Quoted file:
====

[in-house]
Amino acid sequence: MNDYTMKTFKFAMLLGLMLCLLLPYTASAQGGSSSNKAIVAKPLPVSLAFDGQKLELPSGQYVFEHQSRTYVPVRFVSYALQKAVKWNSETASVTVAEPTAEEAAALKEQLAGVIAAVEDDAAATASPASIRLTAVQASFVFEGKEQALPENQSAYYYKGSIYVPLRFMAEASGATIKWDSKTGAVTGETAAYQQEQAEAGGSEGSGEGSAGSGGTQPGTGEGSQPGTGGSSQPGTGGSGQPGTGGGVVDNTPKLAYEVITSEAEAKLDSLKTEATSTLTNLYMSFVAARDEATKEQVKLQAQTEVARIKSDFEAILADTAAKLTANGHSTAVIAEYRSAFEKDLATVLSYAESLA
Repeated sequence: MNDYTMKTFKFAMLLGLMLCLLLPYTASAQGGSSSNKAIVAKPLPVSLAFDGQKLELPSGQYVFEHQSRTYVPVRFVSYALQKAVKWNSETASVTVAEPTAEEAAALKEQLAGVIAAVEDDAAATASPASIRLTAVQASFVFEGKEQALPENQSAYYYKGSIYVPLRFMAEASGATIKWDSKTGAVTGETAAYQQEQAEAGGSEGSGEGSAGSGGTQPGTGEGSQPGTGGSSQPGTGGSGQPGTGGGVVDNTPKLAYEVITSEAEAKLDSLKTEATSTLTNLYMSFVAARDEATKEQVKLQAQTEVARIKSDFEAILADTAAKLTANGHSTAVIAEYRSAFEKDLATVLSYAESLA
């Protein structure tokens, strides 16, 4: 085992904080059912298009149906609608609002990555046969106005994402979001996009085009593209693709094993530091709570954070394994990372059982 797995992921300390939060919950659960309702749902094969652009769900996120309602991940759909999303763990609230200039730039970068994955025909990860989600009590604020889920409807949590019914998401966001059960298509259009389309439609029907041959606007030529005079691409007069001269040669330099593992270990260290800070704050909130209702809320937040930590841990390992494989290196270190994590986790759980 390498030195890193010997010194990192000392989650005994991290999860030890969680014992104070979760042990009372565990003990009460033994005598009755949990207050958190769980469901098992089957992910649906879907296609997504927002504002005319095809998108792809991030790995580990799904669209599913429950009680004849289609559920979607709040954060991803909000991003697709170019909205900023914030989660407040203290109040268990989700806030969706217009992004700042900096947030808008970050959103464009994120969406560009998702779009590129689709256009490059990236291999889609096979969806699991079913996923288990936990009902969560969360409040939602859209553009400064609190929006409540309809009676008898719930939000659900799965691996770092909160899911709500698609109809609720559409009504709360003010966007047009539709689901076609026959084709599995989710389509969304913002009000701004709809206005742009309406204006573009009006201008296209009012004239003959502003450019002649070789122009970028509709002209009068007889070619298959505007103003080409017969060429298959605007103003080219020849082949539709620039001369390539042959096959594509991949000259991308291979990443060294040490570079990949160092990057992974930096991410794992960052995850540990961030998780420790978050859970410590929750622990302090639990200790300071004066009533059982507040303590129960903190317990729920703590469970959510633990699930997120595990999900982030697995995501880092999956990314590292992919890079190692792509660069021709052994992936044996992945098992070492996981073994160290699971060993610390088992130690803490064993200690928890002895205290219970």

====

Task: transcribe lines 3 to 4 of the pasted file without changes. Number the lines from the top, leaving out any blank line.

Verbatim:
Repeated sequence: MNDYTMKTFKFAMLLGLMLCLLLPYTASAQGGSSSNKAIVAKPLPVSLAFDGQKLELPSGQYVFEHQSRTYVPVRFVSYALQKAVKWNSETASVTVAEPTAEEAAALKEQLAGVIAAVEDDAAATASPASIRLTAVQASFVFEGKEQALPENQSAYYYKGSIYVPLRFMAEASGATIKWDSKTGAVTGETAAYQQEQAEAGGSEGSGEGSAGSGGTQPGTGEGSQPGTGGSSQPGTGGSGQPGTGGGVVDNTPKLAYEVITSEAEAKLDSLKTEATSTLTNLYMSFVAARDEATKEQVKLQAQTEVARIKSDFEAILADTAAKLTANGHSTAVIAEYRSAFEKDLATVLSYAESLA
């Protein structure tokens, strides 16, 4: 085992904080059912298009149906609608609002990555046969106005994402979001996009085009593209693709094993530091709570954070394994990372059982 797995992921300390939060919950659960309702749902094969652009769900996120309602991940759909999303763990609230200039730039970068994955025909990860989600009590604020889920409807949590019914998401966001059960298509259009389309439609029907041959606007030529005079691409007069001269040669330099593992270990260290800070704050909130209702809320937040930590841990390992494989290196270190994590986790759980 390498030195890193010997010194990192000392989650005994991290999860030890969680014992104070979760042990009372565990003990009460033994005598009755949990207050958190769980469901098992089957992910649906879907296609997504927002504002005319095809998108792809991030790995580990799904669209599913429950009680004849289609559920979607709040954060991803909000991003697709170019909205900023914030989660407040203290109040268990989700806030969706217009992004700042900096947030808008970050959103464009994120969406560009998702779009590129689709256009490059990236291999889609096979969806699991079913996923288990936990009902969560969360409040939602859209553009400064609190929006409540309809009676008898719930939000659900799965691996770092909160899911709500698609109809609720559409009504709360003010966007047009539709689901076609026959084709599995989710389509969304913002009000701004709809206005742009309406204006573009009006201008296209009012004239003959502003450019002649070789122009970028509709002209009068007889070619298959505007103003080409017969060429298959605007103003080219020849082949539709620039001369390539042959096959594509991949000259991308291979990443060294040490570079990949160092990057992974930096991410794992960052995850540990961030998780420790978050859970410590929750622990302090639990200790300071004066009533059982507040303590129960903190317990729920703590469970959510633990699930997120595990999900982030697995995501880092999956990314590292992919890079190692792509660069021709052994992936044996992945098992070492996981073994160290699971060993610390088992130690803490064993200690928890002895205290219970």